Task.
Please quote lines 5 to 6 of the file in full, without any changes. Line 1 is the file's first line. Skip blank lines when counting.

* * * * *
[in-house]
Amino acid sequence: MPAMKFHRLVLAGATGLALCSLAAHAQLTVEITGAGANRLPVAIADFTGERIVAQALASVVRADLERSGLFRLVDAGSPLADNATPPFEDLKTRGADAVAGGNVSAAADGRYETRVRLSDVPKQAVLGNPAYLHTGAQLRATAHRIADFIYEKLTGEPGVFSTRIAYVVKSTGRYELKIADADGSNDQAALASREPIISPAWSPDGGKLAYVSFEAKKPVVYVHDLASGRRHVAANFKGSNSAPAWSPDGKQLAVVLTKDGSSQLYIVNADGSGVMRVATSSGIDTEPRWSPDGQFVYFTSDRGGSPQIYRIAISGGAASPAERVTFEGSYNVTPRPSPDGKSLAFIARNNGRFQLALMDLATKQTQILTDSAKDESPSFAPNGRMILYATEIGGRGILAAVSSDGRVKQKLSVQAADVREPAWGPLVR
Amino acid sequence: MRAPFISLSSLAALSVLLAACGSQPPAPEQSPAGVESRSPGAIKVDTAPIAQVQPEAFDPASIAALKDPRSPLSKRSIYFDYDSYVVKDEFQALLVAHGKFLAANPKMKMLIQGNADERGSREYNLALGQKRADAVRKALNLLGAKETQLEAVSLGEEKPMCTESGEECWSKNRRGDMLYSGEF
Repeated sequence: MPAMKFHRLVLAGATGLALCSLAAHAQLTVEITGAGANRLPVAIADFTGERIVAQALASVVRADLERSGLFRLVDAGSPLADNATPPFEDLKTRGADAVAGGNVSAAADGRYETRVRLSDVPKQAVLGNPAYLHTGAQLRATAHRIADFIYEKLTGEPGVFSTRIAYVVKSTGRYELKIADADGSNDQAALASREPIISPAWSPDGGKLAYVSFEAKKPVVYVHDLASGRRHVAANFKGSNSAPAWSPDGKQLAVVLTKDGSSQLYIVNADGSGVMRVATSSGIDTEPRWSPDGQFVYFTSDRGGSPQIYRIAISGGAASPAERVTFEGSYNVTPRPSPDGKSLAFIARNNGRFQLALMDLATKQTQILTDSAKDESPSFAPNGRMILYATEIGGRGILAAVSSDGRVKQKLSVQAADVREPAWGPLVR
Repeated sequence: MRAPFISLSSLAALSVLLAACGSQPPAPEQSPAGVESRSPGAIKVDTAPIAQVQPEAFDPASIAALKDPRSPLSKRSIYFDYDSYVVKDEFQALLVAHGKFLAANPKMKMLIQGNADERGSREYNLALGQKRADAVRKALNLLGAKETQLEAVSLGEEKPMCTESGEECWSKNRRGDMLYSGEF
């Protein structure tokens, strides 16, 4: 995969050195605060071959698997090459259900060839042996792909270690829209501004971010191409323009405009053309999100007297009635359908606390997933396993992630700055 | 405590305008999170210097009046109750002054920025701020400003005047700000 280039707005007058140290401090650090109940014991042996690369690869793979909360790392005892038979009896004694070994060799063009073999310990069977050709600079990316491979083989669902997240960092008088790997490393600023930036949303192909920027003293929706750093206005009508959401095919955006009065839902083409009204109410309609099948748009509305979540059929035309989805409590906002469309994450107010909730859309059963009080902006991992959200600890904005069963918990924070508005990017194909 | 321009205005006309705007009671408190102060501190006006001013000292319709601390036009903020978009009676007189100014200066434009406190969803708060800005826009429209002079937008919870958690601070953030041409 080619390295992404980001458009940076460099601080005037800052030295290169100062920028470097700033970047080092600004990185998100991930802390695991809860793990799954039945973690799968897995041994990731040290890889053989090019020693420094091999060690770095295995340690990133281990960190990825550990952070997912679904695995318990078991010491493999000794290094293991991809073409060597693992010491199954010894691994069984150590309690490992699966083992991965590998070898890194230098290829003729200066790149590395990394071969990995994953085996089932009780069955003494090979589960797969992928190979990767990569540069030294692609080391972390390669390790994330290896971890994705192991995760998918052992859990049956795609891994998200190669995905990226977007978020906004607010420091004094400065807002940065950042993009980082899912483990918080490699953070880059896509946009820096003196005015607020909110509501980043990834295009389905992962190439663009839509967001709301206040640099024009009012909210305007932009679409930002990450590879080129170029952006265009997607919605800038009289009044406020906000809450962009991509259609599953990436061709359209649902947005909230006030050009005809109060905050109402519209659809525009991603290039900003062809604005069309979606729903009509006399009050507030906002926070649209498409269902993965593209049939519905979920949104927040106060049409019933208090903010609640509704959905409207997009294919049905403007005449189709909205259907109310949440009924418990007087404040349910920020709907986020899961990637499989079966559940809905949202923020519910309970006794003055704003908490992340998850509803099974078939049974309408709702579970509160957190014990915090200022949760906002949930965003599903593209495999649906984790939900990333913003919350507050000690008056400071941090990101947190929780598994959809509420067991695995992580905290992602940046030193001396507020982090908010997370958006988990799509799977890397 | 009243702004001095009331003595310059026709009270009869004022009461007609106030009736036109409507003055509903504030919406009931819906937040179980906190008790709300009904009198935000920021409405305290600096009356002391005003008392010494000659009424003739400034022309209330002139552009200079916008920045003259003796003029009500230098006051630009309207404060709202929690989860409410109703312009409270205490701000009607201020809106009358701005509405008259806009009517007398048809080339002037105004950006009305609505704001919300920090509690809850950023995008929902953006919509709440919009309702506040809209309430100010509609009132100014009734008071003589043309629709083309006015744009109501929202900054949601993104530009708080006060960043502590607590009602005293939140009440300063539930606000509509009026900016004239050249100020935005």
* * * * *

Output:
Repeated sequence: MRAPFISLSSLAALSVLLAACGSQPPAPEQSPAGVESRSPGAIKVDTAPIAQVQPEAFDPASIAALKDPRSPLSKRSIYFDYDSYVVKDEFQALLVAHGKFLAANPKMKMLIQGNADERGSREYNLALGQKRADAVRKALNLLGAKETQLEAVSLGEEKPMCTESGEECWSKNRRGDMLYSGEF
């Protein structure tokens, strides 16, 4: 995969050195605060071959698997090459259900060839042996792909270690829209501004971010191409323009405009053309999100007297009635359908606390997933396993992630700055 | 405590305008999170210097009046109750002054920025701020400003005047700000 280039707005007058140290401090650090109940014991042996690369690869793979909360790392005892038979009896004694070994060799063009073999310990069977050709600079990316491979083989669902997240960092008088790997490393600023930036949303192909920027003293929706750093206005009508959401095919955006009065839902083409009204109410309609099948748009509305979540059929035309989805409590906002469309994450107010909730859309059963009080902006991992959200600890904005069963918990924070508005990017194909 | 321009205005006309705007009671408190102060501190006006001013000292319709601390036009903020978009009676007189100014200066434009406190969803708060800005826009429209002079937008919870958690601070953030041409 080619390295992404980001458009940076460099601080005037800052030295290169100062920028470097700033970047080092600004990185998100991930802390695991809860793990799954039945973690799968897995041994990731040290890889053989090019020693420094091999060690770095295995340690990133281990960190990825550990952070997912679904695995318990078991010491493999000794290094293991991809073409060597693992010491199954010894691994069984150590309690490992699966083992991965590998070898890194230098290829003729200066790149590395990394071969990995994953085996089932009780069955003494090979589960797969992928190979990767990569540069030294692609080391972390390669390790994330290896971890994705192991995760998918052992859990049956795609891994998200190669995905990226977007978020906004607010420091004094400065807002940065950042993009980082899912483990918080490699953070880059896509946009820096003196005015607020909110509501980043990834295009389905992962190439663009839509967001709301206040640099024009009012909210305007932009679409930002990450590879080129170029952006265009997607919605800038009289009044406020906000809450962009991509259609599953990436061709359209649902947005909230006030050009005809109060905050109402519209659809525009991603290039900003062809604005069309979606729903009509006399009050507030906002926070649209498409269902993965593209049939519905979920949104927040106060049409019933208090903010609640509704959905409207997009294919049905403007005449189709909205259907109310949440009924418990007087404040349910920020709907986020899961990637499989079966559940809905949202923020519910309970006794003055704003908490992340998850509803099974078939049974309408709702579970509160957190014990915090200022949760906002949930965003599903593209495999649906984790939900990333913003919350507050000690008056400071941090990101947190929780598994959809509420067991695995992580905290992602940046030193001396507020982090908010997370958006988990799509799977890397 | 009243702004001095009331003595310059026709009270009869004022009461007609106030009736036109409507003055509903504030919406009931819906937040179980906190008790709300009904009198935000920021409405305290600096009356002391005003008392010494000659009424003739400034022309209330002139552009200079916008920045003259003796003029009500230098006051630009309207404060709202929690989860409410109703312009409270205490701000009607201020809106009358701005509405008259806009009517007398048809080339002037105004950006009305609505704001919300920090509690809850950023995008929902953006919509709440919009309702506040809209309430100010509609009132100014009734008071003589043309629709083309006015744009109501929202900054949601993104530009708080006060960043502590607590009602005293939140009440300063539930606000509509009026900016004239050249100020935005």